UBC Theses and Dissertations
Some investigations of cause and control of winter pear storage rots in the Rogue River Valley, Oregon MacSwan, Iain Christie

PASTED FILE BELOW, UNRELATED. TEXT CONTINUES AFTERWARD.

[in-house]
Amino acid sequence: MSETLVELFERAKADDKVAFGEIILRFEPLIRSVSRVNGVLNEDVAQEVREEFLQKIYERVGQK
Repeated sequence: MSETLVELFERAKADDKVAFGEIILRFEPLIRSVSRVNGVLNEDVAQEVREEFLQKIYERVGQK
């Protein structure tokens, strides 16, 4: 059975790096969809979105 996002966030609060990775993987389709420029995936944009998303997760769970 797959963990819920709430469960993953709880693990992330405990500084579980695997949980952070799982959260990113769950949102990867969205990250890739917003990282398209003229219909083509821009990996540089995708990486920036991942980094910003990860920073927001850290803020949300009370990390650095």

A survey of inspection records of Anjou and Bosc pears shipped to market between November 1, 1956 and March 30, 1957 show storage rots to be an important problem of the Rogue River valley pear industry. Considerably more rot occurred in the Bosc than in the Anjou pears. Tissue isolations from the common blue mold and gray mold rots consistently yielded Penicillium sp. and Botrytis sp. respectively. Isolations showed Cladosporium sp. to be almost always associated with a brown, superficial rot of Anjou and with a brown-black rot of Bosc pears. Packing-house tests of three concentrations of Stop-Mold B showed it to be an effective rot-preventative. An apparent improvement in the control of rots with increased concentration of Stop-Mold B solution occurred in one lot of pears. Another lot showed an apparent decrease in control of rots with increased concentration of this fungicide. Packing-house tests of fungicides for prevention of rots were conducted in 1958 and 1959. Of the nine fungicides tested, Busan 50 was the most effective for rot control but resulted in a severe, brown skin discoloration. The commonly used post-harvest-dip chemical, Stop-Mold B, ranked high in all of the tests and is considered to be the best of the fungicides tested. The high percentage of storage rot spots with a broken surface indicates the importance of handling fruit carefully to avoid injury. Penicillium was the most prevalent rot of the pears examined during these investigations. Next was Cladosporium rot, then Botrytis rot. Cladosporium rot is shown to be a major storage rot of winter pears in the Medford area and is not necessarily associated with skin breaks.